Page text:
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By reaching the quarter-finals at this yearŠ—Ès Australian Open Kei Nishikori has achieved his best result at the Grand Slam of Asia Pacific

Nishikori listening to coach Chang

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Originally published on 28/01/15

He may have been defeated in the quarter-finals by defending champion Stan Wawrinka but he is taking experience away from the tournament that he thinks will help him settle into his newly established position near the top of the world rankings.

“It wasn’t really a bad week. It’s not easy getting to the quarterfinals. I have to keep doing this,” he said after his straight sets defeat to Stan Wawrinka. “I think I need these kind of experiences, playing tough all the time, playing a lot of matches, especially at Grand Slams, where there is more pressure. I think you get more experience at Grand Slams.”

En route to the quarter final he defeated David Ferrer in straight sets but on Thursday he got off to a slow start against Wawrinka, but as the match wore on he became more aggressive.

“I started to feel more comfortable in the third set, especially after I found a couple of points where I could be more aggressive than in the first and second sets,” he said. "I was struggling with my serve and that’s why I couldn’t get a good rhythm in the first and second sets, but he was serving well.”

Nishikori had the best season of his career last year. Not only did he progress to the final of the US Open, where he enjoyed victories over Milos Raonic, Wawrinka and Novak Djokovic, but he also won four tour titles, in Memphis, Barcelona, Kuala Lumpur and Tokyo. At the end of the year he qualified for the first time for the season-ending Barclays ATP World Tour Finals. He also led Japan into the World Group of the Davis Cup for the first time thanks to victory against Canada.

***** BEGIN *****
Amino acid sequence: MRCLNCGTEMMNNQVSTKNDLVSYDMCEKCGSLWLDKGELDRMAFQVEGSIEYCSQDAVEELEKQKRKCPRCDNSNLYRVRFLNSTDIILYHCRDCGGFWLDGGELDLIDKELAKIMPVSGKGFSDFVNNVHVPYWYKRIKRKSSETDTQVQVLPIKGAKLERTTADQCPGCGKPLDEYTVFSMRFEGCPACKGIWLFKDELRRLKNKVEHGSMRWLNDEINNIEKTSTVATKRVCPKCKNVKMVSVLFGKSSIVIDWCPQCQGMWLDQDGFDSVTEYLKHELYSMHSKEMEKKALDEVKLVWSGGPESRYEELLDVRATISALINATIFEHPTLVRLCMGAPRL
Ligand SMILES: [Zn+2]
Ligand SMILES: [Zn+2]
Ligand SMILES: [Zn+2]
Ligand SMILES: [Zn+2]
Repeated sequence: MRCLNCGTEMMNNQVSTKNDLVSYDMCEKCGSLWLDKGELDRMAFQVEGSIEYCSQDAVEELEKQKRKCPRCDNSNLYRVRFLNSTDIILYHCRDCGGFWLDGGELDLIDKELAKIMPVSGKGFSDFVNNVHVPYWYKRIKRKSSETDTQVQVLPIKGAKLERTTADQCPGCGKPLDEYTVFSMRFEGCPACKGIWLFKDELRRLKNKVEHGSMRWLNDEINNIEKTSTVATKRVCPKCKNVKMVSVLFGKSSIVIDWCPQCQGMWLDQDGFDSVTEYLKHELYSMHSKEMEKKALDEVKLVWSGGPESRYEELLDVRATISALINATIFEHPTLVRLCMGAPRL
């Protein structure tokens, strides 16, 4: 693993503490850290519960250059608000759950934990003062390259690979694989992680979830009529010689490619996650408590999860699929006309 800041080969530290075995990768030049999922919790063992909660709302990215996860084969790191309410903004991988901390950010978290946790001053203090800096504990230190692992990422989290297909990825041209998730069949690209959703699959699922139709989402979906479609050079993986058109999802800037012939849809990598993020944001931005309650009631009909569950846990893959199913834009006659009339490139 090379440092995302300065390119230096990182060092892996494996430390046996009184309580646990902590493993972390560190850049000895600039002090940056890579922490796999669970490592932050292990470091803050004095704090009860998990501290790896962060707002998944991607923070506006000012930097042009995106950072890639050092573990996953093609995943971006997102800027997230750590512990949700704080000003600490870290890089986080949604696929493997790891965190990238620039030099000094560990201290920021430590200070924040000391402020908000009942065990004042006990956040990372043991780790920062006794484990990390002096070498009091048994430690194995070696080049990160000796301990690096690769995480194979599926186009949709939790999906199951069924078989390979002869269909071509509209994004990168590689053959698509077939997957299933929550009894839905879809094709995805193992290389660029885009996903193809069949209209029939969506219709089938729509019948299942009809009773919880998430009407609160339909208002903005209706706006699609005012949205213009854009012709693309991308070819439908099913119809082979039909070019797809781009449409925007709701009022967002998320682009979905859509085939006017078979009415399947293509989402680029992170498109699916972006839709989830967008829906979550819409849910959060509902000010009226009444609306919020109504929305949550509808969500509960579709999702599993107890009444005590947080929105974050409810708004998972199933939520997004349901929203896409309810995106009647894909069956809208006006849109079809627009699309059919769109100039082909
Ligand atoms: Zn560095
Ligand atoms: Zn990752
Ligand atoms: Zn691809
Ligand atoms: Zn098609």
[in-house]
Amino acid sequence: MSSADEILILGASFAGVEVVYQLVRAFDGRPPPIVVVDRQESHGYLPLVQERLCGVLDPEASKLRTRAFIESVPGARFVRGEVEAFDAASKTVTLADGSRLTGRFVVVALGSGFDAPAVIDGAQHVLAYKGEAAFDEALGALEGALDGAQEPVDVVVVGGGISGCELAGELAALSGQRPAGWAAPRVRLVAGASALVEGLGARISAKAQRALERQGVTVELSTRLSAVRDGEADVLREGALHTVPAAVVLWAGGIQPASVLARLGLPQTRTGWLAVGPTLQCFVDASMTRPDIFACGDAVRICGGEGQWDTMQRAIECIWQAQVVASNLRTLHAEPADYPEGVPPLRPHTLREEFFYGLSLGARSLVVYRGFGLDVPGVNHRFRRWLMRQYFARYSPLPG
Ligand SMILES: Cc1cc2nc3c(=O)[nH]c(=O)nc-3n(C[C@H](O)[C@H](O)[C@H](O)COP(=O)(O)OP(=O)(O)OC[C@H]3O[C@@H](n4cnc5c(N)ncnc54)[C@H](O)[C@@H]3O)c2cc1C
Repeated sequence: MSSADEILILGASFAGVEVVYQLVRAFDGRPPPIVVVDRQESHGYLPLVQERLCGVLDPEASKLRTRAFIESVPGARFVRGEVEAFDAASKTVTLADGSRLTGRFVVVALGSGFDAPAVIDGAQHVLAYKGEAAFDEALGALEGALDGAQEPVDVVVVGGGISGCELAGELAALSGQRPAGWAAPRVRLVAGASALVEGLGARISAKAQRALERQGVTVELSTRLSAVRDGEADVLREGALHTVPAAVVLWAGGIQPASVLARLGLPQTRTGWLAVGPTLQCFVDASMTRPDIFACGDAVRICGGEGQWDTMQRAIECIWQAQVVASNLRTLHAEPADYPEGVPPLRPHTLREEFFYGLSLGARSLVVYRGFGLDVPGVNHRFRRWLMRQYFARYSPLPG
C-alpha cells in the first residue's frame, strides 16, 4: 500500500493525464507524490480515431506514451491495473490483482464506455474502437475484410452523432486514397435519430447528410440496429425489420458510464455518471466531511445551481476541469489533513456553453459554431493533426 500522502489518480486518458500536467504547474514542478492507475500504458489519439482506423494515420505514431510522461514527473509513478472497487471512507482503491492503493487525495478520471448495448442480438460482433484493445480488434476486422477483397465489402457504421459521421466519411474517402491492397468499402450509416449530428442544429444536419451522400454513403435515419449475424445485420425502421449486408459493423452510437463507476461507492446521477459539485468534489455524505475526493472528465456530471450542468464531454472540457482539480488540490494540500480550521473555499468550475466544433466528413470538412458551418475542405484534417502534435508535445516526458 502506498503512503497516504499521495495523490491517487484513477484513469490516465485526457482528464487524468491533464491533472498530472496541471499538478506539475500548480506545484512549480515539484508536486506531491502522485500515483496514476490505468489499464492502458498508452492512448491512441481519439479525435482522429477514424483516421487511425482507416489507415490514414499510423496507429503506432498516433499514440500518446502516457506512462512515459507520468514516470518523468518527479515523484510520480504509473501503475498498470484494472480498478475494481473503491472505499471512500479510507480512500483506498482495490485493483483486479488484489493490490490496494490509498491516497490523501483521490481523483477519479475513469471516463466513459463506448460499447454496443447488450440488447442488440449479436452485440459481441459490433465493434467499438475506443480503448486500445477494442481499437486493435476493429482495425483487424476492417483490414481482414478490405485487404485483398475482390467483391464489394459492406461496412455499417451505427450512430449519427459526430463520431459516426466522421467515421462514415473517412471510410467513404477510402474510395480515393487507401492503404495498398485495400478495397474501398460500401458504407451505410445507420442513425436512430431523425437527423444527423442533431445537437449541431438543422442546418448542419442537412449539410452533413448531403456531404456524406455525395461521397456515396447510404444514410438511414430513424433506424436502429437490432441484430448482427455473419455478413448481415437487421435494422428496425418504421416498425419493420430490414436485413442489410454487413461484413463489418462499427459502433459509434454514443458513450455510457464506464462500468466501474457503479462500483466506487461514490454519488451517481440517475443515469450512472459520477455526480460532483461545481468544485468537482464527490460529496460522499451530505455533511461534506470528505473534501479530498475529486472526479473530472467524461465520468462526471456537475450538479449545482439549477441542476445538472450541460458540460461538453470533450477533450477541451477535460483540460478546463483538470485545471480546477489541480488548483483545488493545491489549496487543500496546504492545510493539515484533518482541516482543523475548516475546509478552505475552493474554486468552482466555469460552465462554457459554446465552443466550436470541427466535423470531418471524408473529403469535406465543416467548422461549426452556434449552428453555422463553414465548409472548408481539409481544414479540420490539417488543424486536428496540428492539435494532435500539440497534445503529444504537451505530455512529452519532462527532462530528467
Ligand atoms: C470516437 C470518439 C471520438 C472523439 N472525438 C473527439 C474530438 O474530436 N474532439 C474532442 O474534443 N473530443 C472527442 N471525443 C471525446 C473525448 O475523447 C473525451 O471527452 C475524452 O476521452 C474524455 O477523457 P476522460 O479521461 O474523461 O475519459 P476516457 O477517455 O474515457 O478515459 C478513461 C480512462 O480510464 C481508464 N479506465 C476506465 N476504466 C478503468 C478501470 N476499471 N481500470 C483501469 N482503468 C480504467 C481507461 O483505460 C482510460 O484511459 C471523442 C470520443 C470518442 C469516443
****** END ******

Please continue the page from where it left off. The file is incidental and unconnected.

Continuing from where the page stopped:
At the beginning of last year he started working with Michael Chang, the former world No.2 and 1999 French Open champion.

“I have seen a lot of improvement,” he said of the last 12 months. “Not just in my tennis but mentally I have got stronger too and I think physically I’m a little more fit than before.”

Chang, who has a young family, travels with his charge for about half of the year and takes a cautious approach to the speculation about when Nishikori will make the break through and win a Slam.

“I think it’s a matter of taking things match by match. We’ve had a lot of questions over the past couple of months, about breaking through and winning that first Grand Slam, where’s it going to be and all these kind of questions. At the end of the day it still comes down to each day and taking things little by little.”

Speaking at Melbourne Park before Nishikori’s match against Wawrinka and referring to the early exit of Roger Federer Chang said: “You can’t really look too far ahead as we have found out this tournament already. There are just too many good players and the depth of the draws is just too deep now. He has been doing well, taking it match by match. He had a great match against David [Ferrer].”

Both Nishikori and Chang talk about the mental strength that a player needs to possess to not only lift a Grand Slam title, but to progress through each round.

“We all know everyone can come out here and play great tennis, they all hit great forehands and backhands and serves but the mindset is another element,” Chang said.

With Chang in his corner and having already made history for Japanese tennis, at the US Open when Nishikori became the first Asian man to contest a Grand Slam final, you suspect a Grand Slam title may not be far away.

 

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By reaching the quarter-finals at this yearŠ—Ès Australian Open Kei Nishikori has achieved his best result at the Grand Slam of Asia Pacific
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